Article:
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Historic Mississippi River Channels

A successful visualization is informative, clear, and accurate, and as a result, often beautiful. With my entries I intend to show examples of good data visualization, and describe the elements that go into an elegant design.

Map detail of historic and prehistoric meanders of the Mississippi River by Fisk, 1944

Among the first data visualizations are maps--they're certainly among the most common. This map shows layers of abandoned river channels along the Mississippi in Louisiana. The meanders of the Mississippi are in constant flux, and every 60 years or so—without human intervention—the river changes course, sometimes leaving behind an oxbow lake. Past river channels are indecated by color and texture (stripes). The 3 most recent—1880, 1820, and 1765—are dated from historical records. Cartographers and engineers from the U.S. Army Corps of Engineers reconstructed older channels by analyzing patterns overlying one another in aerial photographs. The high-resolution (this detail is perhaps 1/8th resolution) map is directly labeled, includes geographic referencing, and uses variations in color, text, and line weight to create layers of information. The main story--the constantly changing shape of the river--is immediately apparent, while details emerge with closer study. A legend (visible in the overview below) describes the content, and attributions allow accountability.

Landsat-7 satellite image of the Mississippi River

Although the river is (for now) constrained by the work of the Corps, the patterns of the past remain. A modern satellite image (acquired in 1999) shows the current shape of the Mississippi. Despite the engineering projects of the past century, the shape of fields and roads are constrained by the fossil meanders.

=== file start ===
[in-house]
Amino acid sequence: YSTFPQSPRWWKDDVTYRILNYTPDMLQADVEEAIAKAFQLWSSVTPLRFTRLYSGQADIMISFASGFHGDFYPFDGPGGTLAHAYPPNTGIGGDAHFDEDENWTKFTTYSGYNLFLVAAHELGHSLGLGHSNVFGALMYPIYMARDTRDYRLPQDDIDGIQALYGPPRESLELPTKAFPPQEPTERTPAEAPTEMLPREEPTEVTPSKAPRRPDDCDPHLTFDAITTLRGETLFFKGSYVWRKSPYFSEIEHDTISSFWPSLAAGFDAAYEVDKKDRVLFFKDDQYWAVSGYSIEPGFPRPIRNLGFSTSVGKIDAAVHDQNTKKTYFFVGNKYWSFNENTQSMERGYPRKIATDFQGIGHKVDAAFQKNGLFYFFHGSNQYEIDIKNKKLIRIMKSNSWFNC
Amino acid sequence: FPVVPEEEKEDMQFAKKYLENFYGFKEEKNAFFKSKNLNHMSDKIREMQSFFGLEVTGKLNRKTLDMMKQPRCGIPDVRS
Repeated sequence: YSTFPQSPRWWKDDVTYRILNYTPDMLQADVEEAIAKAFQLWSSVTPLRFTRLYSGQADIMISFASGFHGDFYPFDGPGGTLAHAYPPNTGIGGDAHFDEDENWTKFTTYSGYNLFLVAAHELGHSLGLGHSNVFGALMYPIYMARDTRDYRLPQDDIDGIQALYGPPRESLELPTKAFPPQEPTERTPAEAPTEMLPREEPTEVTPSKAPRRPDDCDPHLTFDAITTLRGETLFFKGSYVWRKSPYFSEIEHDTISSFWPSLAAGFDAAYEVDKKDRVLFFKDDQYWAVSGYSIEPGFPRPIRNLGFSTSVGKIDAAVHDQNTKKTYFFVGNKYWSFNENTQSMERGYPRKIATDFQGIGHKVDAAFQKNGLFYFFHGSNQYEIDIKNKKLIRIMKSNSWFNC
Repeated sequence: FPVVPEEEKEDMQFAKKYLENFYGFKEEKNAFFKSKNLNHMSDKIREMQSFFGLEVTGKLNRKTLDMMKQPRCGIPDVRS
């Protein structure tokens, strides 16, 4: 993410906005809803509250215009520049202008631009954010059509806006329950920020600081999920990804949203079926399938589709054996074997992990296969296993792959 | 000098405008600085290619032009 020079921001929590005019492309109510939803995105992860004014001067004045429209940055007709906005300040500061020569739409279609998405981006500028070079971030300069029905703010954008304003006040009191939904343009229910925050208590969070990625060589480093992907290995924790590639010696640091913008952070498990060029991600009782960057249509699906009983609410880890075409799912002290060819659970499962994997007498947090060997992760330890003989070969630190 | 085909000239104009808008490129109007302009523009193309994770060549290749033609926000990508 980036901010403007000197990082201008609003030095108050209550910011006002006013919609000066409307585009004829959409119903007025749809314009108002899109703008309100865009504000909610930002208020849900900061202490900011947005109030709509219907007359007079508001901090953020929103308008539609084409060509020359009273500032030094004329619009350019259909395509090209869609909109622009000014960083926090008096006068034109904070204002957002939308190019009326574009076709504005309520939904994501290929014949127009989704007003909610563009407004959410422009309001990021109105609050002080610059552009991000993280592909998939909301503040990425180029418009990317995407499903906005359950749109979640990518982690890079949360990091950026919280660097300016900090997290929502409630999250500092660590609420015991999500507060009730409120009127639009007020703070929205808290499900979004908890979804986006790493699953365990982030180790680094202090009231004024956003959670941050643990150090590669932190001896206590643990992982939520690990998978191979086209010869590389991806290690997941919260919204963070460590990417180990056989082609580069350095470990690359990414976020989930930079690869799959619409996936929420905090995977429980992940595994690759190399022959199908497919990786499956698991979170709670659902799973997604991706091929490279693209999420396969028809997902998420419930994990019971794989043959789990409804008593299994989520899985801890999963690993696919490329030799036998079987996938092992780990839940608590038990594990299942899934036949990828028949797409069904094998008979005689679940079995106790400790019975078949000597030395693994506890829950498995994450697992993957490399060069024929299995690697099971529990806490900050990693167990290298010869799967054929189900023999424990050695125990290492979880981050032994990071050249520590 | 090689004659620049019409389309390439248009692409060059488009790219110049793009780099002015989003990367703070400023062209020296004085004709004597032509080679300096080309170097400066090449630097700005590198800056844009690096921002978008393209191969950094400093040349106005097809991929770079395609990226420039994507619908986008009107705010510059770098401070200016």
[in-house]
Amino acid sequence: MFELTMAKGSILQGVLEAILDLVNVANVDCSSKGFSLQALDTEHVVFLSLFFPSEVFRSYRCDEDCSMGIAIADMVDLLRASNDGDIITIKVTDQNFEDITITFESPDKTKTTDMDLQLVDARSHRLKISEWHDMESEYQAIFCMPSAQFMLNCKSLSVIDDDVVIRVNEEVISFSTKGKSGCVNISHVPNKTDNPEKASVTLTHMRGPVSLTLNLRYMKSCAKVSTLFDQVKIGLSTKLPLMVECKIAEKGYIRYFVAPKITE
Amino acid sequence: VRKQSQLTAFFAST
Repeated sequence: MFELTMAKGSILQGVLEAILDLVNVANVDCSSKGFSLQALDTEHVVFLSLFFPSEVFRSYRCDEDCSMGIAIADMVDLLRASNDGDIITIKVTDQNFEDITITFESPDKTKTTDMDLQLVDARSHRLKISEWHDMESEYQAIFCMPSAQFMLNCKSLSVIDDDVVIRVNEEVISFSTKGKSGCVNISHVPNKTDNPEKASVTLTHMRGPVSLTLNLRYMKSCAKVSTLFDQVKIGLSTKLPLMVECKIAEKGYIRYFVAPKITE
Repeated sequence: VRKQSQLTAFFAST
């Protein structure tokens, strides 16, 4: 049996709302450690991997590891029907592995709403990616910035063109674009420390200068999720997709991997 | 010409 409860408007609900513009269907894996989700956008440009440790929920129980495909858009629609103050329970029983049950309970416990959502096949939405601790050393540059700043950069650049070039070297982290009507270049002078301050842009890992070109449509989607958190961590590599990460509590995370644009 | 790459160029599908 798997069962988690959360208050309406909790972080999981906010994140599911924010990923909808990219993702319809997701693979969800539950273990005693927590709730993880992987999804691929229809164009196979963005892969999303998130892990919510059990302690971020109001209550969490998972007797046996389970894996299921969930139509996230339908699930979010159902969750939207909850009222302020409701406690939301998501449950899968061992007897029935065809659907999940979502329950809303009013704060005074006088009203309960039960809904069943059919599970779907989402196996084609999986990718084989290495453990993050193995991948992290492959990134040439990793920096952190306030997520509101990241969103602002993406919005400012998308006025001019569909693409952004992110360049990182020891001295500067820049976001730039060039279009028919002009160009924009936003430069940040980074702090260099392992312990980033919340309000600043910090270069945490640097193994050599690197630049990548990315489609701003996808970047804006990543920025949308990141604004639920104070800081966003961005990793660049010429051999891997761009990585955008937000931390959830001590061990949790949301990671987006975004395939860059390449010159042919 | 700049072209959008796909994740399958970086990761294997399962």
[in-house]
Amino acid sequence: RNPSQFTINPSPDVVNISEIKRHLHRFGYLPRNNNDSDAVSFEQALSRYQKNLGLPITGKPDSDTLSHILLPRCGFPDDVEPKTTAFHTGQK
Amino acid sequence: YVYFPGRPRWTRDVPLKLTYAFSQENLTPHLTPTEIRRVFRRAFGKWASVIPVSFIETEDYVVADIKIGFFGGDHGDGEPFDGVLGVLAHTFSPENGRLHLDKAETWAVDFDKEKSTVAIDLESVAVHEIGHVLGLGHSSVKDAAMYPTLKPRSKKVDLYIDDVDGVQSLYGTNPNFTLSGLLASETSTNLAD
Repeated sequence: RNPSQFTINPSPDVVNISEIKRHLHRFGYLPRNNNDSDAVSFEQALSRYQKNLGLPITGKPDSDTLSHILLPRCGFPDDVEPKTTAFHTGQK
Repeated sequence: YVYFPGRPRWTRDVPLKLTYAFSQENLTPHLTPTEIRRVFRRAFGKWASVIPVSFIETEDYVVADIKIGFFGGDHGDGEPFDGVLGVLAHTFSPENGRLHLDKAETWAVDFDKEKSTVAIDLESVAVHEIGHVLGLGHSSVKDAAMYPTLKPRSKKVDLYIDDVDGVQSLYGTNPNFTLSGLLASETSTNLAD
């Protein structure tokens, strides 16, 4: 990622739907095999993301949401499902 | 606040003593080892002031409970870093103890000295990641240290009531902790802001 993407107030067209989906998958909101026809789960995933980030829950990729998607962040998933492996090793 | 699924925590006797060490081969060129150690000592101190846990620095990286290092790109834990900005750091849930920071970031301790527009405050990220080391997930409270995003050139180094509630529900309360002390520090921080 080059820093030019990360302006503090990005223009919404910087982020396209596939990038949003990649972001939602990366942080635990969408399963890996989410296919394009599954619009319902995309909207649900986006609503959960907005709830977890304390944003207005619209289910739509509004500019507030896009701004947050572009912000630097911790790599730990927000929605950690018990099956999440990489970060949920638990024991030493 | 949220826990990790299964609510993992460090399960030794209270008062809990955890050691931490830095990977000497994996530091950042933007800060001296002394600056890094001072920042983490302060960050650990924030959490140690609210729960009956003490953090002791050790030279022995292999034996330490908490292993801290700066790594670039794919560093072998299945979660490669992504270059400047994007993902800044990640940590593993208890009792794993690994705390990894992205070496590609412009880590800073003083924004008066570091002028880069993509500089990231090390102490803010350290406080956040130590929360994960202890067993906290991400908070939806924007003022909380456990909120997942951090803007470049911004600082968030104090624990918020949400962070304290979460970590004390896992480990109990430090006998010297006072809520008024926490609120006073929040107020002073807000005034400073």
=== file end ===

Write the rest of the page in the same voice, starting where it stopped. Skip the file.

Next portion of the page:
Map overview of historic and prehistoric meanders of the Mississippi River

This map is one of a series published in 1944: Geological Investigation of the Alluvial Valley of the Lower Mississippi River by Fisk. The Landsat data used for the modern image is archived by the Global Land Cover Facility at the University of Mayland.

Perhaps these maps would help people understand that it is wiser to adapt to nature, rather than attempting to adapt nature to our use. I think it's especially relevant as the first anniversary of Hurricane Katrina approaches, and we remember the tragedy in the still-vulnerable city of New Orleans further down the Mississippi.

-Rob Simmon

Comments

These maps are beautiful, and clearly convey the dynamic nature of the Mississippi river bed.

The last map made me think of electrons in an orbital, and how an orbital is an area where that electron is likely to be. So, the river has areas where it is likely to flow...just on a much longer timescale than the particles of an atom.

Could you tell me how much the river channel changed as a direct result of the New Madrid Earthquakes of 1811-1812? I heard somewhere it changed the course by 35 miles, but I cannot find it on any of the New Madrid EQ sites. Wikipedia indicates Kentucky Bend was created by the Earthquake (the last major one of the three), but only discusses the land area (~17 sq. mi)

Thanks!